Truman Seymour, the son of a Methodist preacher, was born in Burlington, Vermont, op September 24, 1824. He spent two years at Norwich University (then in Norwich, Vermont, but now located in Northfield, Vermont) and then accepted an appointment to West Point, where he was graduated in 1846. As a young artillery officer he fought with distinction in the Mexican War, gaining the brevets of first lieutenant and captain. A three-year tour at the Academy was followed by serving in action against the Florida Seminoles in 1856-58. The outbreak of war found him stationed in Charleston Harbor and he was brevetted major for gallant conduct in the defense of Fort Sumter. After some recruiting duty and service in the Washington defenses he was made a brigadier general of volunteers on April 28, 1862, and assigned to a brigade in McCall's division of Fitz John Porter's V Corps on the Peninsula. After the capture of McCall at the battle of Glendale (or Frayser's Farm) on June 30, Seymour commanded the division at Malvern Hill. At Second Manassas the division, now under John F. Reynolds, was temporarily attached to Irvin McDowell's corps of the Army of Virginia. Seymour and his brigade distinguished themselves at the battle of South Mountain by forcing Turner's Gap, a feat for which he was brevetted lieutenant colonel in the Regular Army. His command also did well at Sharpsburg where he won the brevet of colonel. In November, 1862, he was transferred to Charleston Harbor and led the abortive attack on Battery Wagner in July, 1863; Seymour was severely wounded in this encounter. After returning to duty in December, General Seymour was detailed to the Florida expedition, where his troops were roughly handled at the battle of Olustee, or Ocean Pondó the sole major engagement fought on Florida soil during the war. Relieved and ordered again to the Army of the Potomac, he was taken prisoner at the Wilderness in May and was not exchanged until August. After his release he commanded a division of the VI Corps in the Shenandoah Valley, at the siege of Petersburg, and in the Appomattox campaign. Upon the termination of hostilities Seymour was brevetted major general in both the Regular Army and the volunteers. In 1866 he- was promoted to the substantive rank of major of the 5th Artillery, a position he occupied until his retirement, at his own request, in 1876. Thereafter, he lived in Florence, Italy, where he died on October 30, 1891. His remains were interred in the Cimitero degli Allori there. Curiously enough, his wife, who survived until 1919, was buried at West Point.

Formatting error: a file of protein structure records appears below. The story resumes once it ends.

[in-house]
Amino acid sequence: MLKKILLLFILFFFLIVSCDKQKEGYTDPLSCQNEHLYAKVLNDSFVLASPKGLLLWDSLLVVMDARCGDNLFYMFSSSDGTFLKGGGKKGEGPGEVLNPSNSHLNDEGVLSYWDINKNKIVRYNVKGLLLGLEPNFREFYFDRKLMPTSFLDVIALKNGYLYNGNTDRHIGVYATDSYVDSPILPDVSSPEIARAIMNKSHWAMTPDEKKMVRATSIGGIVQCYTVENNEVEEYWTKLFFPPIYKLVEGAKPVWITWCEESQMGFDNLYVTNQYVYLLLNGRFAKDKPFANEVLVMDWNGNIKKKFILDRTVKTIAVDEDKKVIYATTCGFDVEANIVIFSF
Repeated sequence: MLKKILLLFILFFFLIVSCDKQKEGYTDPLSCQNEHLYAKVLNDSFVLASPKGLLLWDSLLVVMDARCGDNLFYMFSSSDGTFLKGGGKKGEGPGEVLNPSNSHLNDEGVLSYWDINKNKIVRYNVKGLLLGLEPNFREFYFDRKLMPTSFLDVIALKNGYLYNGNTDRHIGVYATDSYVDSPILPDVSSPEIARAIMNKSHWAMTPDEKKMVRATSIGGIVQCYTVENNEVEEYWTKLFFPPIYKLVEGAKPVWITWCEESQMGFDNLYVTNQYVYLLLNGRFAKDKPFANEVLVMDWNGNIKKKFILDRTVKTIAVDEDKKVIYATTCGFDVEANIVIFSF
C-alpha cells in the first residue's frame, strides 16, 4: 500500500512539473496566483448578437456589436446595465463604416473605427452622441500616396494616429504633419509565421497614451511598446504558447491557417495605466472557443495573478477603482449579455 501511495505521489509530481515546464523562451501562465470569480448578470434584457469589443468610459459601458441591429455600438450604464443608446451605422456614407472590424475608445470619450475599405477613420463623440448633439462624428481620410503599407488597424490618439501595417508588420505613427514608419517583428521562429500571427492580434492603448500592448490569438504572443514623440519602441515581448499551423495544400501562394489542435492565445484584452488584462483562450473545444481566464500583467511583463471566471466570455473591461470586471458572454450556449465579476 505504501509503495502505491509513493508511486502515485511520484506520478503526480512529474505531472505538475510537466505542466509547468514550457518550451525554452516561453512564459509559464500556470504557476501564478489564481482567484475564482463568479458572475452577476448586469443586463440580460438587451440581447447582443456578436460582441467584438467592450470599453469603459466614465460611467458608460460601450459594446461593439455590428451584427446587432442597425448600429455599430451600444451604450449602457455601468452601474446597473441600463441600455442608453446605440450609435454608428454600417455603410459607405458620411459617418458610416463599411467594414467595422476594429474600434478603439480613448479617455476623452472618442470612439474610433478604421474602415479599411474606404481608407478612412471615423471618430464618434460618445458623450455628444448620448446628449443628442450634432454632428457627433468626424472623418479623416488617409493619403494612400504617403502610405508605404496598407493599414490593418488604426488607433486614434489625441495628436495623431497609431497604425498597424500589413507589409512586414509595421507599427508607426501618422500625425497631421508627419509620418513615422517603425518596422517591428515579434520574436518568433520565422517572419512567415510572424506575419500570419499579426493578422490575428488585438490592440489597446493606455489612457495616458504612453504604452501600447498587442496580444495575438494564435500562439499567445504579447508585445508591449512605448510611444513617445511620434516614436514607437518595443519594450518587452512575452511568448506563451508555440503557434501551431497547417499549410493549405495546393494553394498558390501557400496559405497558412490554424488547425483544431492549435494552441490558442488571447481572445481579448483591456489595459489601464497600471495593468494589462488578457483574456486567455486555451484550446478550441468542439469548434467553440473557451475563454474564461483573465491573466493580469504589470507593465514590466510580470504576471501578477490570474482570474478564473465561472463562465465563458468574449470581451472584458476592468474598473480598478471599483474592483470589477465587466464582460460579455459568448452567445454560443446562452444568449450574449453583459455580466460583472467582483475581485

Reference: Generals in Blue. Lives of the Union Commanders by Ezra J. Warner. Louisiana State University Press. Baton Rouge.